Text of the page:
Monday, May 20, 2024

Oxford Street in the Agassiz neighborhood as seen in “Love Story” (1970), top, and as re-created by Lucy Messineo-Witt, a History Cambridge volunteer.

The maudlin “Love Story” made its New England screen debut Dec. 16, 1970, at the Circle Theatre in Brookline. The much-anticipated film starring heartthrob Ryan O’Neal (“Peyton Place”) and the stunning Ali MacGraw (“Goodbye, Columbus”) became an overnight success. The movie was based on Harvard graduate Erich Segal’s novel, which spent more than a year on the New York Times hardcover bestseller list.

“Love Story” tells the tale of star-crossed lovers Harvard student Oliver Barrett IV and Radcliffe student Jennifer Cavilleri, chronicling their courtship and marriage in Cambridge and illuminating the socioeconomic divide between Oliver’s wealthy family and Jenny’s more humble origins. The film broke many 1970s box office records and got seven Academy Award nominations, winning the Oscar for Best Original Score.

“Love Story” is well known as one of the last movies filmed directly on the Harvard campus and with the full cooperation of the university; most viewers do not realize that some of the movie’s key scenes are also filmed along Oxford Street in Cambridge’s Agassiz neighborhood.

Throughout the movie, viewers can glimpse Cambridge before urban renewal, before cellphones and before personal computers. Much of the film’s visual honesty, however, comes from director Arthur Hiller’s portrayal of Oliver and Jenny’s newlywed life in the Agassiz neighborhood (before gentrification).

After being cut off by his stuffy father (Ray Milland), Oliver and Jenny set up shop as newlyweds and he carries her over the threshold at 119 Oxford St. The couple pinches pennies and dines on Skippy peanut butter sandwiches while Oliver begins his grueling time at Harvard Law School. Hiller’s decision to film in the Agassiz area was no doubt influenced by a stingy $2.3 million budget and the area’s proximity to the law school. At the time, Paramount Pictures was on the verge of bankruptcy, and the movie was almost not made. Ultimately, “Love Story” earned $106 million and put Paramount in the black.

The soundtrack of “Love Story” on vinyl. (Photo: History Cambridge Ephemera Collection)

One of the film’s pivotal scenes occurs on Oxford Street near the end of the couple’s time in Cambridge. After an argument with Jenny over Oliver’s strained relationship with his father, she runs out of their apartment. With the film’s haunting theme in the background, Oliver pounds the pavement, searching desperately for her in the Gold Star Laundry (now the Oxford Laundry, at 104 Oxford St.) and past the old Agassiz School at the corner of Sacramento Street.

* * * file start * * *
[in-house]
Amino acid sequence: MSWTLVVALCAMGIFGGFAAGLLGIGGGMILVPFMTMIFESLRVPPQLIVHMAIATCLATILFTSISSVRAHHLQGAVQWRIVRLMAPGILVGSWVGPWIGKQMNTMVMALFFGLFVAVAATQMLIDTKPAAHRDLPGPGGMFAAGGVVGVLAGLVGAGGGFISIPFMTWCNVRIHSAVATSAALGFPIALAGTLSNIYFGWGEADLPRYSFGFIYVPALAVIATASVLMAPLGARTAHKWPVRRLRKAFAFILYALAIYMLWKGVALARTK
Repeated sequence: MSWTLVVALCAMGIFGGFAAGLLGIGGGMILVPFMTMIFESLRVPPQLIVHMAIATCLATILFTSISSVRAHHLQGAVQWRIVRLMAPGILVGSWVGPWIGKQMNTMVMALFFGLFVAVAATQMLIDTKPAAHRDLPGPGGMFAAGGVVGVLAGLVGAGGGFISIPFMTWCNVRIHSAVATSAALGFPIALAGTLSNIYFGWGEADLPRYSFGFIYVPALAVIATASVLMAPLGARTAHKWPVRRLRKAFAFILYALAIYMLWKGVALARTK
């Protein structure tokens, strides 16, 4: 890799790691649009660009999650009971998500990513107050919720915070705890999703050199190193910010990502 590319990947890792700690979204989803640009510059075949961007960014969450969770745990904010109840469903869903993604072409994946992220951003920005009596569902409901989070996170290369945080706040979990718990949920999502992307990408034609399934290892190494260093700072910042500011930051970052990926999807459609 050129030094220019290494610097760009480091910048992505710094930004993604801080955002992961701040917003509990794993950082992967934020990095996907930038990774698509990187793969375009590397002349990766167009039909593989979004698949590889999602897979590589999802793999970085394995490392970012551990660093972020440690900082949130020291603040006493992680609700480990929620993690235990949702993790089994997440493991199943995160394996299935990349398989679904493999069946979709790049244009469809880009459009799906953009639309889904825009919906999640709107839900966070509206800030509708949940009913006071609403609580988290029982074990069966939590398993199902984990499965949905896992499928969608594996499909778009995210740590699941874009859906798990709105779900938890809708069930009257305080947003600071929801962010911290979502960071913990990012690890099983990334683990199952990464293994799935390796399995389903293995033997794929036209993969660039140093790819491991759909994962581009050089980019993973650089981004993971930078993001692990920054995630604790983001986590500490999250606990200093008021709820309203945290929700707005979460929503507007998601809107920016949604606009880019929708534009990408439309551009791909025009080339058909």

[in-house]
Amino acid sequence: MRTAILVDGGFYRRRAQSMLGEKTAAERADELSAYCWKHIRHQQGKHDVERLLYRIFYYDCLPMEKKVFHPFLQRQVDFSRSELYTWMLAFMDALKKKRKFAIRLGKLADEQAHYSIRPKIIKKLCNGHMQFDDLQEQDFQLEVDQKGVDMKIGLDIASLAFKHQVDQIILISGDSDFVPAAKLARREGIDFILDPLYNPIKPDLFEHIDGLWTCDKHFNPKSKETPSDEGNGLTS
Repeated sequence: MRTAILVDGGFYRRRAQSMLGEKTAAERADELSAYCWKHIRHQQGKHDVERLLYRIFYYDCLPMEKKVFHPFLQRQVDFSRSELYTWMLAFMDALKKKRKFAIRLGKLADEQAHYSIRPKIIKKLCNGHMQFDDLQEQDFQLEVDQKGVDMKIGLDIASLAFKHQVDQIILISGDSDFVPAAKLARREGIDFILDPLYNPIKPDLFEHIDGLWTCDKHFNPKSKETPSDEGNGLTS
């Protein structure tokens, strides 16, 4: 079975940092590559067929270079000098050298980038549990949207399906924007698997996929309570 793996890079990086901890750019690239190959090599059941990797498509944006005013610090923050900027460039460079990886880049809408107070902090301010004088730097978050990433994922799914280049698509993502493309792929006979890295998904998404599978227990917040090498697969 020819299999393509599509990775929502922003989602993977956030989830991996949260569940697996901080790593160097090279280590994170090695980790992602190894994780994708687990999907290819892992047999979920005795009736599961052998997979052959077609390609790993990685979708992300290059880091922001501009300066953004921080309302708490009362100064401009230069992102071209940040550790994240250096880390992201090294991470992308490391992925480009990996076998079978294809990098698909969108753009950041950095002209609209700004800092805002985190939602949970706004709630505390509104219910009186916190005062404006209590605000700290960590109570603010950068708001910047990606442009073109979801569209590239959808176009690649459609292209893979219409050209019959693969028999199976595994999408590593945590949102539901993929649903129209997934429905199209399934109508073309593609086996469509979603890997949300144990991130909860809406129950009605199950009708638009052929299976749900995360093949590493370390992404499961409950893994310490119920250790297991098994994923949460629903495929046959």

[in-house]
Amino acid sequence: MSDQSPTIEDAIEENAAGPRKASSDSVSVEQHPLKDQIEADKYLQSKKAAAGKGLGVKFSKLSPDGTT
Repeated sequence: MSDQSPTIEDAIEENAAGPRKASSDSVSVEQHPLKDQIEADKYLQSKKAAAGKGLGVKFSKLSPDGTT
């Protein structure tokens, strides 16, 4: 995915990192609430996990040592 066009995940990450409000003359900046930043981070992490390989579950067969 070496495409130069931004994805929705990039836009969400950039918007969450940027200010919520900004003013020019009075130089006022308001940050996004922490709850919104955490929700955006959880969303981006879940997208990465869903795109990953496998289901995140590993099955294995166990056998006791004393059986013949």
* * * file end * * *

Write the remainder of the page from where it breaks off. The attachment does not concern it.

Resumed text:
Today you can see the “Gold Star Laundry” sign hanging on a wall inside the laundromat. (The sign was hanging outside the building in the film.) A fading sign sits in the business’s window announcing “This laundromat was in the movie ‘Love Story.’”

The Oxford Laundry announces its Hollywood cameo in a sign posted in the front window. (Photo: Marc Levy)

Oliver finally returns to 119 Oxford, where he finds a crying Jenny sitting on the porch. It is here that she utters the line “Love means never having to say you’re sorry” – now ranked 13th on the American Film Institute’s list of all-time famous movie quotes. Eventually the plot of “Love Story” careens toward New York City and its tragic end, though not before a final aerial shot of the Agassiz neighborhood from a building crane, another cost saving the director used during filming. As they drive away, Jenny remarks, “It was a good apartment for eighty bucks.” Oliver replies, “Yeah, now our garage will cost that much.” Times have changed.


About History Cambridge

History Cambridge started in 1905 as the Cambridge Historical Society. Today we have a new name, a new look and a whole new mission.

We engage with our city to explore how the past influences the present to shape a better future. We strive to be the most relevant and responsive historical voice in Cambridge. We do that by recognizing that every person in our city knows something about Cambridge’s history, and their knowledge matters. We support people in sharing history with each other – and weaving their knowledge together – by offering them the floor, the mic, the platform. We shed light where historical perspectives are needed. We listen to our community. We live by the ideal that history belongs to everyone.

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